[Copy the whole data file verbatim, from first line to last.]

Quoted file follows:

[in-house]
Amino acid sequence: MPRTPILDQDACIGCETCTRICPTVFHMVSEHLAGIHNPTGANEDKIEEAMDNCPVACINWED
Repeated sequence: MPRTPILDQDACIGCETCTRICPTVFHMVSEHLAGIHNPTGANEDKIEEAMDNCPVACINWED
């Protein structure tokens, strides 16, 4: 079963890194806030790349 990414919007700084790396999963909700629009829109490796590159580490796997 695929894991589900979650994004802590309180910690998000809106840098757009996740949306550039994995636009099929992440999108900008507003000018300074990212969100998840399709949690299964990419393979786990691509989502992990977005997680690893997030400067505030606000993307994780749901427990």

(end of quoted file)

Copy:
[in-house]
Amino acid sequence: MPRTPILDQDACIGCETCTRICPTVFHMVSEHLAGIHNPTGANEDKIEEAMDNCPVACINWED
Repeated sequence: MPRTPILDQDACIGCETCTRICPTVFHMVSEHLAGIHNPTGANEDKIEEAMDNCPVACINWED
């Protein structure tokens, strides 16, 4: 079963890194806030790349 990414919007700084790396999963909700629009829109490796590159580490796997 695929894991589900979650994004802590309180910690998000809106840098757009996740949306550039994995636009099929992440999108900008507003000018300074990212969100998840399709949690299964990419393979786990691509989502992990977005997680690893997030400067505030606000993307994780749901427990």